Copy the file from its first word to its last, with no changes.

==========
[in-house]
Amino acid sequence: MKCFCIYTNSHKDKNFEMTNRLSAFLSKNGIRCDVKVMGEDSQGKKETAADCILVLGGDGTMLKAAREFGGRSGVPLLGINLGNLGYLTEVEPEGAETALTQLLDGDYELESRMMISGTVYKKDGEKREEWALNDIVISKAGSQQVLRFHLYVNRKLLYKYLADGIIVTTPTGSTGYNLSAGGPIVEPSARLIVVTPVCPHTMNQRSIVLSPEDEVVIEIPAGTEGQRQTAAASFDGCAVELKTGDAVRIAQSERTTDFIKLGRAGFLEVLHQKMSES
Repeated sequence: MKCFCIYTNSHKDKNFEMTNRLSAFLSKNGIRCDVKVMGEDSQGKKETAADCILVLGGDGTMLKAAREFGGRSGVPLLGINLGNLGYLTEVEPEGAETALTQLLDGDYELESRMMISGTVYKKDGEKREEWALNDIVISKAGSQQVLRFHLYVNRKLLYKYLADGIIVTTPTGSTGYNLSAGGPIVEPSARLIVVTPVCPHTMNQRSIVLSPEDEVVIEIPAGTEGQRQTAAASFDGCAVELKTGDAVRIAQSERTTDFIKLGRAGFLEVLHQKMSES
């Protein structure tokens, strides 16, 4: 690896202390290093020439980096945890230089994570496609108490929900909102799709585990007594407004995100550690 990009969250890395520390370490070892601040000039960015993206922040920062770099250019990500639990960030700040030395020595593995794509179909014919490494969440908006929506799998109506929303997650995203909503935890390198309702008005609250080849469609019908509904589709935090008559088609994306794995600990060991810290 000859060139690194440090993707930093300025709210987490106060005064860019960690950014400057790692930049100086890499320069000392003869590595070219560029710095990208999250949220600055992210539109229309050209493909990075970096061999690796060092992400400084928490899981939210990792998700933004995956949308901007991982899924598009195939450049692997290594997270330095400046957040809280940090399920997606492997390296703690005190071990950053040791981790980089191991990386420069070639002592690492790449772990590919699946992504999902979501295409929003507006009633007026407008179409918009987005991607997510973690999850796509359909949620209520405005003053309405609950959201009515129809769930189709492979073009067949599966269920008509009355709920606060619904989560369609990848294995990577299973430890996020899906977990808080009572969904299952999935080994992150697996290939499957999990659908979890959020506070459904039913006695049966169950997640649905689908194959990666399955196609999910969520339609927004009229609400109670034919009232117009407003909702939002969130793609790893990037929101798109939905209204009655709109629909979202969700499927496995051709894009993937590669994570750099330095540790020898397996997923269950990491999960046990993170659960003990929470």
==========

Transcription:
[in-house]
Amino acid sequence: MKCFCIYTNSHKDKNFEMTNRLSAFLSKNGIRCDVKVMGEDSQGKKETAADCILVLGGDGTMLKAAREFGGRSGVPLLGINLGNLGYLTEVEPEGAETALTQLLDGDYELESRMMISGTVYKKDGEKREEWALNDIVISKAGSQQVLRFHLYVNRKLLYKYLADGIIVTTPTGSTGYNLSAGGPIVEPSARLIVVTPVCPHTMNQRSIVLSPEDEVVIEIPAGTEGQRQTAAASFDGCAVELKTGDAVRIAQSERTTDFIKLGRAGFLEVLHQKMSES
Repeated sequence: MKCFCIYTNSHKDKNFEMTNRLSAFLSKNGIRCDVKVMGEDSQGKKETAADCILVLGGDGTMLKAAREFGGRSGVPLLGINLGNLGYLTEVEPEGAETALTQLLDGDYELESRMMISGTVYKKDGEKREEWALNDIVISKAGSQQVLRFHLYVNRKLLYKYLADGIIVTTPTGSTGYNLSAGGPIVEPSARLIVVTPVCPHTMNQRSIVLSPEDEVVIEIPAGTEGQRQTAAASFDGCAVELKTGDAVRIAQSERTTDFIKLGRAGFLEVLHQKMSES
């Protein structure tokens, strides 16, 4: 690896202390290093020439980096945890230089994570496609108490929900909102799709585990007594407004995100550690 990009969250890395520390370490070892601040000039960015993206922040920062770099250019990500639990960030700040030395020595593995794509179909014919490494969440908006929506799998109506929303997650995203909503935890390198309702008005609250080849469609019908509904589709935090008559088609994306794995600990060991810290 000859060139690194440090993707930093300025709210987490106060005064860019960690950014400057790692930049100086890499320069000392003869590595070219560029710095990208999250949220600055992210539109229309050209493909990075970096061999690796060092992400400084928490899981939210990792998700933004995956949308901007991982899924598009195939450049692997290594997270330095400046957040809280940090399920997606492997390296703690005190071990950053040791981790980089191991990386420069070639002592690492790449772990590919699946992504999902979501295409929003507006009633007026407008179409918009987005991607997510973690999850796509359909949620209520405005003053309405609950959201009515129809769930189709492979073009067949599966269920008509009355709920606060619904989560369609990848294995990577299973430890996020899906977990808080009572969904299952999935080994992150697996290939499957999990659908979890959020506070459904039913006695049966169950997640649905689908194959990666399955196609999910969520339609927004009229609400109670034919009232117009407003909702939002969130793609790893990037929101798109939905209204009655709109629909979202969700499927496995051709894009993937590669994570750099330095540790020898397996997923269950990491999960046990993170659960003990929470």